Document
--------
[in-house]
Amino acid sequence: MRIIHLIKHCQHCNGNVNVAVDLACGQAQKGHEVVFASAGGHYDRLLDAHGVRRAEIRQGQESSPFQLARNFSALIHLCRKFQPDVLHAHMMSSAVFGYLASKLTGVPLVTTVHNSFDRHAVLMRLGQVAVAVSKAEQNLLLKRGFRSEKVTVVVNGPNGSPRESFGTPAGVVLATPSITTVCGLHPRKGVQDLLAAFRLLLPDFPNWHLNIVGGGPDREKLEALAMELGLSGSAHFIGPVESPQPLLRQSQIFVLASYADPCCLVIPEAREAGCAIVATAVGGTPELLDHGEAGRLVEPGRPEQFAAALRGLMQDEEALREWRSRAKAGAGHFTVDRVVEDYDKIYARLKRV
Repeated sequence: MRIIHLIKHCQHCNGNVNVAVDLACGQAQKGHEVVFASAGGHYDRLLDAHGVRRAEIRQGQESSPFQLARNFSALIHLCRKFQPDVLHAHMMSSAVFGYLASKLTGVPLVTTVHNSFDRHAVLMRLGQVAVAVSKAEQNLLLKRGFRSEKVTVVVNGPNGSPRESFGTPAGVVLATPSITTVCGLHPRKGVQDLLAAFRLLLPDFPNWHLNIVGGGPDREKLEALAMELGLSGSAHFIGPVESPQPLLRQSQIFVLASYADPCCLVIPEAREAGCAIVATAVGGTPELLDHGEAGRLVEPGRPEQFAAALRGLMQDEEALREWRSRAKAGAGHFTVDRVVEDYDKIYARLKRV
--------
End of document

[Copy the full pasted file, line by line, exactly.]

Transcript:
[in-house]
Amino acid sequence: MRIIHLIKHCQHCNGNVNVAVDLACGQAQKGHEVVFASAGGHYDRLLDAHGVRRAEIRQGQESSPFQLARNFSALIHLCRKFQPDVLHAHMMSSAVFGYLASKLTGVPLVTTVHNSFDRHAVLMRLGQVAVAVSKAEQNLLLKRGFRSEKVTVVVNGPNGSPRESFGTPAGVVLATPSITTVCGLHPRKGVQDLLAAFRLLLPDFPNWHLNIVGGGPDREKLEALAMELGLSGSAHFIGPVESPQPLLRQSQIFVLASYADPCCLVIPEAREAGCAIVATAVGGTPELLDHGEAGRLVEPGRPEQFAAALRGLMQDEEALREWRSRAKAGAGHFTVDRVVEDYDKIYARLKRV
Repeated sequence: MRIIHLIKHCQHCNGNVNVAVDLACGQAQKGHEVVFASAGGHYDRLLDAHGVRRAEIRQGQESSPFQLARNFSALIHLCRKFQPDVLHAHMMSSAVFGYLASKLTGVPLVTTVHNSFDRHAVLMRLGQVAVAVSKAEQNLLLKRGFRSEKVTVVVNGPNGSPRESFGTPAGVVLATPSITTVCGLHPRKGVQDLLAAFRLLLPDFPNWHLNIVGGGPDREKLEALAMELGLSGSAHFIGPVESPQPLLRQSQIFVLASYADPCCLVIPEAREAGCAIVATAVGGTPELLDHGEAGRLVEPGRPEQFAAALRGLMQDEEALREWRSRAKAGAGHFTVDRVVEDYDKIYARLKRV